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Subject: [boost] Lockfree review
From: Phil Endecott (spam_from_boost_dev_at_[hidden])
Date: 2011-07-28 15:14:41

Dear All,

Here is a quick review of the proposed Boost.Lockfree library.


For some proposed libraries their utility is beyond doubt because they
are already being used in some significant application. In contrast
most GSoC projects are developed more in the "hope that they will be
useful" without a motivating application. So we have to ask ourselves,
does this library meet a need? To me, lock free algorithms and data
structures have always seemed appealing at first sight but, apart from
some trivial cases like counters, on close inspection they turn out to
be too complicated to bother with. (They also lack required features,
i.e. waiting for non-empty; I don't think I've ever written a
producer-consumer application that didn't need the consumer to block on empty.)

The author acknowledges that these structures will typically be slower
than conventional implementations using mutexes, but claims that their
benefit comes in terms of better worst-case latency. Specifically, if
a thread is pre-empted while it holds a lock, another thread will have
to wait until the first thread is re-scheduled and can unlock before it
can itself lock. But this case is exactly the one that priority
inversion is supposed to address: when the second thread tries to lock,
the kernel immediately re-schedules the first thread. Yes, because of
the kernel involvement this will probably still be slower than the
lock-free approach, but perhaps not by much. It seems to me that the
author should present benchmarks to demonstrate the actual worst-case
latency difference between this code and a lock-based implementation.


I am happy with the design of the interface, as far as it goes; there
are a few things that could be added though:

- Debug modes that check the thread requirements.
- Other combinations of single/multiple producer/consumer.


I have looked only at the implementation of the ringbuffer class
template. It lacks comments. There are some oddities like this:

         size_t ret = read_index - write_index - 1;
         if (write_index >= read_index)
           ret += max_size;
         return ret;

Here, a negative value may be assigned to the unsigned size_t. I think
this is actually safe, but it looks odd. I have not found any bugs.

It looks like every call to enqueue() and dequeue() will access both
the read and write indexes. Won't this cause poor performance due to
cache issues? I would have been tempted to avoid this by keeping local
'available' counts: (PSEUDO_CODE)

   atomic<size_t> read_index_;
   atomic<size_t> write_index_;
   size_t read_available_;
   size_t write_available_;

   bool enqueue(...) {
     if (write_available_==0) {
       // In this case, we access read_index_ which is probably cached
by the consumer thread,
       // which is expensive. But this is rare.
       write_available_ = (read_index_ + max_size - write_index_ - 1) % max_size;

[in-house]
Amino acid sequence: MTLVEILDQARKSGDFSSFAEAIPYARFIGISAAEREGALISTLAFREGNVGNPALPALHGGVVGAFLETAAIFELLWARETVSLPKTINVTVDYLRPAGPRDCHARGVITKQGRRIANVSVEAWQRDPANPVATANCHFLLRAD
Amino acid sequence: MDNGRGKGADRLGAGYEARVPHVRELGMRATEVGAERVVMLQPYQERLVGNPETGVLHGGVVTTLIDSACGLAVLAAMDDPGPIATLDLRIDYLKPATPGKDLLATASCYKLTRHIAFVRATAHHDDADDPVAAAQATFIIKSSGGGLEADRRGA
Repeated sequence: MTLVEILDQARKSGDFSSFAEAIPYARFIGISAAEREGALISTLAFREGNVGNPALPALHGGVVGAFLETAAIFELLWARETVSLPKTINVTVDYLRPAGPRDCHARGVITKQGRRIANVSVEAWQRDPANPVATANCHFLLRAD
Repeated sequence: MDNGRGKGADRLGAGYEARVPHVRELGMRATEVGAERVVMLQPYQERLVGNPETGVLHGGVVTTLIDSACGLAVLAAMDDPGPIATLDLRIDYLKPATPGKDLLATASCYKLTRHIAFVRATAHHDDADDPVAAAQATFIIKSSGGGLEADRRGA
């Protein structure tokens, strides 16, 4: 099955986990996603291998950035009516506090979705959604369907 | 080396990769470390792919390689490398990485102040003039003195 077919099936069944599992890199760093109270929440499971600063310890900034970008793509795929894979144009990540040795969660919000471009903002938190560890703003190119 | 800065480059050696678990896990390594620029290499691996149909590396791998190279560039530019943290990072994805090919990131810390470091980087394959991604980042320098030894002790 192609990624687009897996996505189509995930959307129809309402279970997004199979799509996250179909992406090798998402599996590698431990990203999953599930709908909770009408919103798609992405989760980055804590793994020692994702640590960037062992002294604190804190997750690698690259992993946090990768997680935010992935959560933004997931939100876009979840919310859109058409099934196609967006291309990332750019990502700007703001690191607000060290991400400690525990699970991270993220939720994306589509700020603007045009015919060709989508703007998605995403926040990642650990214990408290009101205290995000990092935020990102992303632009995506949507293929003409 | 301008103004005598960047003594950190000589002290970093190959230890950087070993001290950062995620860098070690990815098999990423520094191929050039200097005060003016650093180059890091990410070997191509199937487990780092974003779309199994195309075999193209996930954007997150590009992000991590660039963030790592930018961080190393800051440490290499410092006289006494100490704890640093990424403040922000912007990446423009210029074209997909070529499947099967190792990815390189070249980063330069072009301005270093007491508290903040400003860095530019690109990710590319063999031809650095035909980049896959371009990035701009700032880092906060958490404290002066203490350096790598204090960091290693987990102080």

if (!write_available_) return false; // full
     buffer[write_index_.load(memory_order_relaxed)] = data;;

   // dequeue similarly...


I'm not impressed by the documentation. It lacks rationale and
information about the implementation. It has some formatting issues
and typos (e.g. lose/loose). Platform requirements (i.e. the
Boost.Atomic and/or std::atomic requirements and supported
architectures) should be explained.

The reference documentation involves more clicks than I would expect to
reach the actual content.

Some functions are marked as "for debugging only", e.g. the empty() and
reset() [which should probably be called clear()] methods. It's not
clear to me why these methods must be unsafe; for example, for the
ringbuffer, I would expect the consumer thread to safely be able to
call empty() and the producer to safely be able to call full() (which
is not provided). Rationale for these restrictions (or relaxations of
them) would be useful.

- Did you try to use the library? With what compiler? Did you have
any problems?

I considered exercising the library on my ARM systems, but I realised
that it requires 64-bit atomics; currently, Boost.Atomic only provides
32-bit atomics on ARM. (This raises the whole issue of the
Boost.Atomic dependency. I'm presuming that Tim intends not to bundle
a Boost.Atomic snapshot with the library if approved. If that changes,
we really need another review.)

- How much effort did you put into your evaluation? A glance? A quick
reading? In-depth study?

A few hours reading the docs and code.

- Are you knowledgeable about the problem domain?

I know a certain amount about atomics and lock-based concurrent
programming, but not much about lock-free data structures.

- Please always state in your review, whether you think the library
should be accepted as a Boost library!

I think it should be accepted provided that:
* The author demonstrates some measurable benefit over lock-based data structures.
* The documentation is improved to describe the implementation and to
provide rationale for design decisions.
* The library is not added to Boost until Boost.Atomic has been
reviewed and approved (or, available std::atomic implementations work
with it).

Regards, Phil.

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